Small 4to., (230 x 238 mm), pp. x, 386, approx. 400 illustrations; cloth-bound with pictorial dust-jacket.
US $104 €94
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History of Photography in China: Chinese Photographers 1844-1879.
This book is the ﬁrst extensive survey of early Chinese photographers in any language. It is profusely illustrated with more than 400 photographs, many of which are published here for the ﬁrst time, including a ﬁne selection of Foochow landscapes from the studios of Lai Fong, China’s leading photographer during this period, and Tung Hing. Early chapters introduce the historical milieu from which the earliest Chinese photographers emerged and illuminate the beginnings of photography in China and contemporary Chinese reactions to its introduction.
Early Chinese commercial photography – both portrait and landscape – are also discussed with reference to similar genres in a more international context. Individual chapters are devoted to Chinese photographers in Peking, Hong Kong, Canton, Shanghai, Foochow, Amoy, Hankow, Tientsin and other ports, Macau and Formosa. These are followed by a series of appendices: writings on photography in China by John Thomson and Isaac Taylor Headland and an invaluable guide to the identiﬁcation of photographs from the Afong Studio. It concludes with an extensive bibliography, general and regional chronologies, and a biographical index.
View the index to this three-part series here. The 1st volume (History of Photography in China 1842-1860) is introduced here and the 2nd volume (Western Photographers in China 1861–1879) here.
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THE FIRST ENGLISH CHURCH AT DINAN C., E. H.
On the occasion of a Bazaar held in aid of Funds required for the Completion of the first English Church at Dinan, which was begun by the Rev. W. Watson, in 1868. .
‘A Church Bazaar takes place to-day, / And for all aid we humbly pray / Tho’ many have giv’n with liberal hands, / A heavy debt against us stands ....’ Dinan, in Britanny, was popular with English visitors for health or leisure, according to the poem, and for many years English services had been held in a small room. Now a brave vicar had started to build an English church, but had not lived to see it finished. ‘The work he left so well begun, / We surely must not leave undone!’ The church was finished in 1870.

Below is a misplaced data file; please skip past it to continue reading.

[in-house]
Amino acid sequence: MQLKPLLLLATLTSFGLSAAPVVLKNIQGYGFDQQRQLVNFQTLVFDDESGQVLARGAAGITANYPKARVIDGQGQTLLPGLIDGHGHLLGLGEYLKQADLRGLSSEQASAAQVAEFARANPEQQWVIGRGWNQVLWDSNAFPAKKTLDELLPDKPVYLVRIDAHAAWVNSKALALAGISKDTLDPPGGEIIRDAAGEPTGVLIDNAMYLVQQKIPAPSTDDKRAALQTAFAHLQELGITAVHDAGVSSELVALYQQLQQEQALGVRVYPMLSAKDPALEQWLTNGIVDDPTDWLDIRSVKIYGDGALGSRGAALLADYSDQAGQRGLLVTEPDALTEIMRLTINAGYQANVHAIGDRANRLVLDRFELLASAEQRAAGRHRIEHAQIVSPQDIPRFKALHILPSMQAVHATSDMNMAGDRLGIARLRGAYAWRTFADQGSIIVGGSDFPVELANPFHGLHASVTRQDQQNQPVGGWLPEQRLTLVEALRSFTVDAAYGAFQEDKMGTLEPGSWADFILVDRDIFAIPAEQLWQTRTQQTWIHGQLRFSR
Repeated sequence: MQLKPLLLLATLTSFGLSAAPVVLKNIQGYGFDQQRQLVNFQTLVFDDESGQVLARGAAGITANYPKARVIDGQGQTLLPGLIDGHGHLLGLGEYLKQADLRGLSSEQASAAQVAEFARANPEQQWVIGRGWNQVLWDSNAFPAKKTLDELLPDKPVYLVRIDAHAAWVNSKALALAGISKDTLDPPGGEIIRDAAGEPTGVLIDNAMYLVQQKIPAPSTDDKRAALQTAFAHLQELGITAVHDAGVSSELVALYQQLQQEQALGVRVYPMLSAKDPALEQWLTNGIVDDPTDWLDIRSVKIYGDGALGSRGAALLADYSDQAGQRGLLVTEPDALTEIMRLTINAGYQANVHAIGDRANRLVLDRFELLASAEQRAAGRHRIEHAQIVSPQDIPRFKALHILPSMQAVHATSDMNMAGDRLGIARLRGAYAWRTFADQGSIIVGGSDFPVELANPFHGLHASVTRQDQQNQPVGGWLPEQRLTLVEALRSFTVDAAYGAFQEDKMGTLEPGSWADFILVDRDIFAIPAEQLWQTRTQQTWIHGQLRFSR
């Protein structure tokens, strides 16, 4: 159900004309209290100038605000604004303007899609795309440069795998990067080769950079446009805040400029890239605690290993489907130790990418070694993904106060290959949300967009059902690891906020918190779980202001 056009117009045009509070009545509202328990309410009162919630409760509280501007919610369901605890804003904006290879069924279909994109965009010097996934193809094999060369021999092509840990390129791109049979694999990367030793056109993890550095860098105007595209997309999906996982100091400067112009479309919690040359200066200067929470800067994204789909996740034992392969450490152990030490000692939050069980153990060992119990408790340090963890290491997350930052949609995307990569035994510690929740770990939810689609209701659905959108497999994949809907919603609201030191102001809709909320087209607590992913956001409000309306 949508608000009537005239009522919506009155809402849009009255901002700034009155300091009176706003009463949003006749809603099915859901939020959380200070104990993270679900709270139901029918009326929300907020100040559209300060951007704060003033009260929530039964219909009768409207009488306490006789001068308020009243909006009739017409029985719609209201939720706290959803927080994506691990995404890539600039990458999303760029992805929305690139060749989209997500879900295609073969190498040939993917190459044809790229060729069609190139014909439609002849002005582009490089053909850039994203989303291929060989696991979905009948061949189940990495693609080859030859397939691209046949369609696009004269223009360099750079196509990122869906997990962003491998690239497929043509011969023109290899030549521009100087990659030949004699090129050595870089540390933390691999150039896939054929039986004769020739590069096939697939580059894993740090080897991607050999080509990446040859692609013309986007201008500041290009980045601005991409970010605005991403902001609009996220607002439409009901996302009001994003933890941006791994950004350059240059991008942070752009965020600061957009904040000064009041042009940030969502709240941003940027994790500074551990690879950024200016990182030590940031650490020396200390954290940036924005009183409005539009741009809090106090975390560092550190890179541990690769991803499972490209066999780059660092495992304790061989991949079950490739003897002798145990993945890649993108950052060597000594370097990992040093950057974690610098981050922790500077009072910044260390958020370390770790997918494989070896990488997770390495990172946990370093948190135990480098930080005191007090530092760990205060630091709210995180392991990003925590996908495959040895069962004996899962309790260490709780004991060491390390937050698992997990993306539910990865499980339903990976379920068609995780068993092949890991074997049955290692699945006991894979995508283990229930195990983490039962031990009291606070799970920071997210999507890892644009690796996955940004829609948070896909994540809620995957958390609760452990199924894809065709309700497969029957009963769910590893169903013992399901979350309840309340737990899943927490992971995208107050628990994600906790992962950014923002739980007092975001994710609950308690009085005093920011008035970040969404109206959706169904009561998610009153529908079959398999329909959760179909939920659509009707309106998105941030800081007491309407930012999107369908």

C[OLOMBO]. A[POTHECARIES]. CO. LTD.
Caryota Urens (Kitul), Botanical Study,
Charles Scowen arrived in Ceylon around 1873 and was initially an assistant to R. Edley, the Commission Agent in Kandy before opening a photographic studio around 1876. By 1885 his photography firm had studios in Colombo and Kandy. Scowen was a later arrival to Ceylon than Skeen and his work is less well-known, but: ‘Much of Scowen’s surviving work displays an artistic sensibility and technical mastery which is often superior to their longer-established competitor. In particular, the botanical studies are outstanding…’ (Falconer, J. and Raheem, I., Regeneration: a reappraisal of photography in Ceylon 1850 –1900, p. 19). In the early 1890s the firm was being run by Mortimer Scowen, a relative of Charles Scowen. By about 1894 the firm’s stock of negatives had been acquired by the ‘Colombo Apothecaries Co Ltd’. This print is likely to have been made in the 1890s from negatives made earlier.